I have to cover the Pythagorean Theorem, its converse, applications of the Pythagorean Theorem, and using the Pythagorean Theorem to find the distance between points in the coordinate plane. Students had 3 videos dealing with these topics.

In class I tried several new activities this year. I was very pleased with the work students were able to do with the content.

To practice using the Pythagorean Theorem, I used this activity from Equation Freak. It was SO much better than a page of "find the missing side" problems. Students got great practice with visualization and finding lengths of sides in a diagram that will help them in future math classes. And they had one, final goal. We did not get completely finished with the activity in class, but I gave students the option to finish it at home. A good number of students brought it in completed the next day!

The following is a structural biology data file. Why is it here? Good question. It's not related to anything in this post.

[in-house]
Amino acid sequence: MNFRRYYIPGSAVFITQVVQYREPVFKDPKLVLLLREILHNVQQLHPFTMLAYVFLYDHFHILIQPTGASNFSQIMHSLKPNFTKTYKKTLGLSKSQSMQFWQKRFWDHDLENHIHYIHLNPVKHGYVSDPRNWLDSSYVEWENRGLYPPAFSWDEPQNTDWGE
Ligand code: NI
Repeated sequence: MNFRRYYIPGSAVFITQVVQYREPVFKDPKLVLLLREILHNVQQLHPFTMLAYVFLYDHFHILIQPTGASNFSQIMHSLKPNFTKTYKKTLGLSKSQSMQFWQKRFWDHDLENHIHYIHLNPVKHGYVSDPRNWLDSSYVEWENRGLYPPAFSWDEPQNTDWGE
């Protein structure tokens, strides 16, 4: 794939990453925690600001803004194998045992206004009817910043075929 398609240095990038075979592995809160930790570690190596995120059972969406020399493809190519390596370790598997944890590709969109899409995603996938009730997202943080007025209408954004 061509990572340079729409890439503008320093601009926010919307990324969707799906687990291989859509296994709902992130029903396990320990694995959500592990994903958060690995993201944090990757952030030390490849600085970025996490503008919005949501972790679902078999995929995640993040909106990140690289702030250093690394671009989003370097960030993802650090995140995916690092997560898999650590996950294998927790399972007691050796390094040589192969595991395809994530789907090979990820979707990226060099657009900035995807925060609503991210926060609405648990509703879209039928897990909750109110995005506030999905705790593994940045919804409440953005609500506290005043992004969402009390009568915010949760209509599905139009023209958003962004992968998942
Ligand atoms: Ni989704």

"Pythagorean Stack" by Equation Freak
We practiced applications of the Pythagorean Theorem using task cards I've had for a few years from Live Love Math. I added QR codes to the back so students could check their work as they went.

Pythagorean Applications
To find distance on the coordinate plane, I used Rockstar Math Teacher's "Pythagorean Zoo" activity. I have not done a lot with Socrative, but the activity went smoothly, and the kids enjoyed it. The funniest comment all day was, "Mrs. Gibbs! Are you ruining the zoo with MATH?!?"

"Pythagorean Zoo" by Rockstar Math Teacher
I was confident my students understood and could use the Pythagorean Theorem, so the day before the test I was able to do a few activities I had not had time for earlier in the week. We did a couple of problems with the converse of the theorem. In hindsight, these problems should have been done earlier in the week, after they had seen the converse in a video. Many students did not remember seeing anything like that, and I had to point them to their notes. I should have reinforced the topic right after they had watched the video.